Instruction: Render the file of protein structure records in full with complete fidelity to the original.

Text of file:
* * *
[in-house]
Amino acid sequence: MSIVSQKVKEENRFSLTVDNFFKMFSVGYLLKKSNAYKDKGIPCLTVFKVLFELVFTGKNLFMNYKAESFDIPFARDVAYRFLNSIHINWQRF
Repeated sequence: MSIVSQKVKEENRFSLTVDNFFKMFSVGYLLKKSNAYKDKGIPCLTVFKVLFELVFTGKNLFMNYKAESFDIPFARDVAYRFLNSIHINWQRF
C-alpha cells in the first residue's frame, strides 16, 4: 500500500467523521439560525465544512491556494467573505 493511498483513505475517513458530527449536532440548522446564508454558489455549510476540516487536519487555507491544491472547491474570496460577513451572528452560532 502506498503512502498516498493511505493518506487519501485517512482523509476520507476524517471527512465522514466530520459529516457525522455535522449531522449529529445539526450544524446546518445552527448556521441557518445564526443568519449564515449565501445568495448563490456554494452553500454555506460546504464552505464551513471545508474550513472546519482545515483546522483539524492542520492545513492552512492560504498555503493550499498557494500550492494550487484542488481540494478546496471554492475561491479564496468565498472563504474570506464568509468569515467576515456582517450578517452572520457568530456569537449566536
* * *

[in-house]
Amino acid sequence: MSIVSQKVKEENRFSLTVDNFFKMFSVGYLLKKSNAYKDKGIPCLTVFKVLFELVFTGKNLFMNYKAESFDIPFARDVAYRFLNSIHINWQRF
Repeated sequence: MSIVSQKVKEENRFSLTVDNFFKMFSVGYLLKKSNAYKDKGIPCLTVFKVLFELVFTGKNLFMNYKAESFDIPFARDVAYRFLNSIHINWQRF
C-alpha cells in the first residue's frame, strides 16, 4: 500500500467523521439560525465544512491556494467573505 493511498483513505475517513458530527449536532440548522446564508454558489455549510476540516487536519487555507491544491472547491474570496460577513451572528452560532 502506498503512502498516498493511505493518506487519501485517512482523509476520507476524517471527512465522514466530520459529516457525522455535522449531522449529529445539526450544524446546518445552527448556521441557518445564526443568519449564515449565501445568495448563490456554494452553500454555506460546504464552505464551513471545508474550513472546519482545515483546522483539524492542520492545513492552512492560504498555503493550499498557494500550492494550487484542488481540494478546496471554492475561491479564496468565498472563504474570506464568509468569515467576515456582517450578517452572520457568530456569537449566536